Going into the 76ers game, it was Cavs fans that actually were feeling the sense of inevitability.  To be charitable, the Cavs have struggled on the road.  To be perfectly blunt, it would be a toss up whether the odds favored a Borowski save or a Cavs road victory.  Throw in the fact that the Cavs were playing on the road the night following a tougher than it had to be home victory against the Miami Heat and the odds actually tip in Borowski's favor. 

But that's really the point, isn't it?  Nothing has to be inevitable.  The Cavs didn't have to accept the fate their season-long trends dictate.  Only they controlled how hard they would play, how deep they would dig and whether or not gaining home court advantage was meaningful.  The end result may have been laced with luck, but it was surely the by-product of a larger effort earlier in the evening. 

In the case of the Indians, the outcome was as much dictated by what transpired over the previous eight innings as it was by Borowski's implosion, a fate they didn't have to accept.  The Indians left nine runners on base, four of which were in scoring position.  Boston starter Jon Lester was hardly overpowering and was there for the taking.  But at this point, the only thing keeping the heat off the Indians woeful offense is the far worse failures of the Detroit Tigers.  As just an example, the Indians scored two runs in the fifth inning and then loaded the bases with only one out, chasing Lester from the game.  But Julian Taverez came in and struck out both Ryan Garko and David Dellucci.  Particularly fitting was that Dellucci was batting for Jason Michaels.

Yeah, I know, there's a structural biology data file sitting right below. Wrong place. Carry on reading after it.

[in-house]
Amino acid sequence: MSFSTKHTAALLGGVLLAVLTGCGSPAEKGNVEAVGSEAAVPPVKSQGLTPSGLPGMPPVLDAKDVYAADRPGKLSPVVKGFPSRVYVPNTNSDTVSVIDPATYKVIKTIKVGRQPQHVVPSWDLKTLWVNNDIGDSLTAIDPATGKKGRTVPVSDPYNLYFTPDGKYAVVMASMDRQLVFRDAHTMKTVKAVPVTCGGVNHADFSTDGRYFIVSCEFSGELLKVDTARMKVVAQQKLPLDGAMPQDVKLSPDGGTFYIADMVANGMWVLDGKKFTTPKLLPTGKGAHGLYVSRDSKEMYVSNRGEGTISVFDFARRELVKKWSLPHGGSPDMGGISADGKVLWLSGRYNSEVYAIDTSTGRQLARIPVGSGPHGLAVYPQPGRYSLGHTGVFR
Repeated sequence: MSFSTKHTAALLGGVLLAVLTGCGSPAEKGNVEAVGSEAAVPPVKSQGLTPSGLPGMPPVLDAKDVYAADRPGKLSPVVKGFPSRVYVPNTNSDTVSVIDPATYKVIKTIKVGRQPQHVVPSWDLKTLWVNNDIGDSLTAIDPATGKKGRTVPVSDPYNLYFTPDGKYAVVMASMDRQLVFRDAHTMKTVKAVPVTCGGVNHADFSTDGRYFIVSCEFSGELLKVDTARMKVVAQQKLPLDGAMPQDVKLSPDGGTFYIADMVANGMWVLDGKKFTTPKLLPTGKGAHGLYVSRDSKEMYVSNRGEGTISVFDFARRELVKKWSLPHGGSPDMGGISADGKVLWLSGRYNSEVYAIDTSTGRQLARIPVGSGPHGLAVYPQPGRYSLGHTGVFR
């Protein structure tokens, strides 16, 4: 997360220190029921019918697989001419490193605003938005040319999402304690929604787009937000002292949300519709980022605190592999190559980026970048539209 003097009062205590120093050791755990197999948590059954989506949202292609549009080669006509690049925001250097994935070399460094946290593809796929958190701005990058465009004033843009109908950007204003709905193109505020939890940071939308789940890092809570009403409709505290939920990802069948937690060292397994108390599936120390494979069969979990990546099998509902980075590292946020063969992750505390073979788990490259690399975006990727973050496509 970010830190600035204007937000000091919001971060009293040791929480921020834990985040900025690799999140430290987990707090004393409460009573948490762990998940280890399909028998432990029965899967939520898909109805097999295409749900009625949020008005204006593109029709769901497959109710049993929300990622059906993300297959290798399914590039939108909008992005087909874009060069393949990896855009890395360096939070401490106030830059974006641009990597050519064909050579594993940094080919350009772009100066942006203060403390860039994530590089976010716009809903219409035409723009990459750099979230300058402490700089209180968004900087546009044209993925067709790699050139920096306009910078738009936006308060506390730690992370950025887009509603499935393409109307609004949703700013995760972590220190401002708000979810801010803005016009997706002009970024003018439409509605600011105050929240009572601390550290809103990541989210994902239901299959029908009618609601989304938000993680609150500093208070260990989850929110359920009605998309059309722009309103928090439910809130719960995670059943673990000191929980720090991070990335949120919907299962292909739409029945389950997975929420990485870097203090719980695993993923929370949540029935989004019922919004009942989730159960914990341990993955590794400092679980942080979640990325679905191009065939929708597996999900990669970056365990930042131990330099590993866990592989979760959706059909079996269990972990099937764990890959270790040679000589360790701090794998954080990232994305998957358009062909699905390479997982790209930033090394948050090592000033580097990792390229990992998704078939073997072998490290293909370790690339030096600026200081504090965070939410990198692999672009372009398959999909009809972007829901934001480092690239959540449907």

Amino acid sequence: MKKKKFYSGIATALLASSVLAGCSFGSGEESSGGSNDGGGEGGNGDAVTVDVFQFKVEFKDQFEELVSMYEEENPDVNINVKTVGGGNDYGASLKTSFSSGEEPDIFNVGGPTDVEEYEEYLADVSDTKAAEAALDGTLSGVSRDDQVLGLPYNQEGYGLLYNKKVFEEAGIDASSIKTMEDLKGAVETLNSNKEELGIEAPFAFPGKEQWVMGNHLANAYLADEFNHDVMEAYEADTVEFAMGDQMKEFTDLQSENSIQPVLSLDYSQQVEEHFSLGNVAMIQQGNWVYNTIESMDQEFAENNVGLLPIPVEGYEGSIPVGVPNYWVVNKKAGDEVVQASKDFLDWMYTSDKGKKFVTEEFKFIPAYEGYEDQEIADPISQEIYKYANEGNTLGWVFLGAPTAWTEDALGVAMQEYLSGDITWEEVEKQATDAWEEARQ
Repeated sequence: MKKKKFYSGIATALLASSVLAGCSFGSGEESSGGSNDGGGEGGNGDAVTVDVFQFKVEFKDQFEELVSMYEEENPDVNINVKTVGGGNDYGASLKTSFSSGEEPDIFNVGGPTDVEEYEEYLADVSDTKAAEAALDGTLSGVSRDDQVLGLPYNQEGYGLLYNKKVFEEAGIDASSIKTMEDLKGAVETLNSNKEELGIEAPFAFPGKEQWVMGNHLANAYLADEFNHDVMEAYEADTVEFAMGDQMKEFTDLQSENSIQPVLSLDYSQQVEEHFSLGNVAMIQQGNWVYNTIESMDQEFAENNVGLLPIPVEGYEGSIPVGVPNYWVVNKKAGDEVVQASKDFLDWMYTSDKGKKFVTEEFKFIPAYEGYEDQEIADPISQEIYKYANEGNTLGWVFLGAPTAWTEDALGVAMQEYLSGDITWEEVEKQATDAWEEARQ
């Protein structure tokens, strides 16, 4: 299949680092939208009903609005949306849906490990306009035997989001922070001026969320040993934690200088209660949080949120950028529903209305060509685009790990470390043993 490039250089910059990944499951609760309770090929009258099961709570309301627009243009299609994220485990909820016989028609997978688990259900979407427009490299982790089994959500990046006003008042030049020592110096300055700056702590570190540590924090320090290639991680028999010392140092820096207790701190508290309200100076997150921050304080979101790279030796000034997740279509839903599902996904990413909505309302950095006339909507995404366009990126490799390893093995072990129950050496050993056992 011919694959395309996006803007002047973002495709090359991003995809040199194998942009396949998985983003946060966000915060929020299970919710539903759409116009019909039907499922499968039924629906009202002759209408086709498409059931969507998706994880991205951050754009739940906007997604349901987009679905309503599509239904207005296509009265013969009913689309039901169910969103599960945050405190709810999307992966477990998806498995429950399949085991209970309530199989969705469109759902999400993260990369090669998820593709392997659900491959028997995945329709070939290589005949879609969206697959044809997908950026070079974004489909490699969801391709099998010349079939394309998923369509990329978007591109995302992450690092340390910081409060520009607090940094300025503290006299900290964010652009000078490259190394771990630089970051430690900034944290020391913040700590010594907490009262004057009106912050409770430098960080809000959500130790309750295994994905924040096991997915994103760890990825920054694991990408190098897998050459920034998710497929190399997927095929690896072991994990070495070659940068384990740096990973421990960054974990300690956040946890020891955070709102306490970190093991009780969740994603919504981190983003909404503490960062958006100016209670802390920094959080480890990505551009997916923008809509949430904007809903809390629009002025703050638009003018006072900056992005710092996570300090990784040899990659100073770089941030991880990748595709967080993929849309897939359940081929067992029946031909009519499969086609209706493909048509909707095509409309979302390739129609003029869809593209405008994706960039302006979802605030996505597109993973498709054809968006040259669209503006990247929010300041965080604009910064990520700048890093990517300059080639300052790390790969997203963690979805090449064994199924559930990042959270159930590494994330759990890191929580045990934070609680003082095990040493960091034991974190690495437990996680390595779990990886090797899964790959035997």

In other words, the game didn't have to depend on Borowski, it just ended up working out that way.  Which is why it ended up working out the way it did.   

The real dilemma for the Indians now regarding Borowski is how to fix whatever it is that ails him.  As expected, he's now taking refuge on the disabled list with some sort of undefined arm trouble.  But if/when he returns, working him back in won't be easy.  Though he saved 45 games last season, Borowski also proved that he basically can't pitch in non-save situations.  The bulk of his hefty ERA last season came as the result of his getting pushed around pretty hard when the game wasn't on the line.  But Wedge can ill afford to put Borowski back in to save a game, either.  Look for Wedge and general manager to go into full stall mode by prescribing for Borowski lots of simulated games and lengthy rehab assignments.  In the meantime, you'll also see lots of bullpen by committee decisions until someone, anyone, emerges that can actually close out a game. 

Beyond the outcomes of Monday's games, the real difference between the Cavs and the Indians comes down to leadership.   In LeBron James, the Cavs have one of the most definable leaders in the game.  James' presence, complemented mightily by his play, is uplifting to his teammates and allows them to not always accept the fate they're handed.   

The Indians simply lack that kind of leadership.  C.C. Sabathia may be the closest thing to a unifying presence in the locker room as they'll get by virtue of his tenure, but even the players know he has one foot out the door already.  Victor Martinez and Travis Hafner are possibilities, but neither comes across as either imposing or passionate.  The rest of the team lacks the requisite resume to be taken too seriously.   

That doesn't mean that the Cavs are headed to the championship this year and the Indians headed for an early fall.  But as the results of each become more inevitable, it's not hard to see why.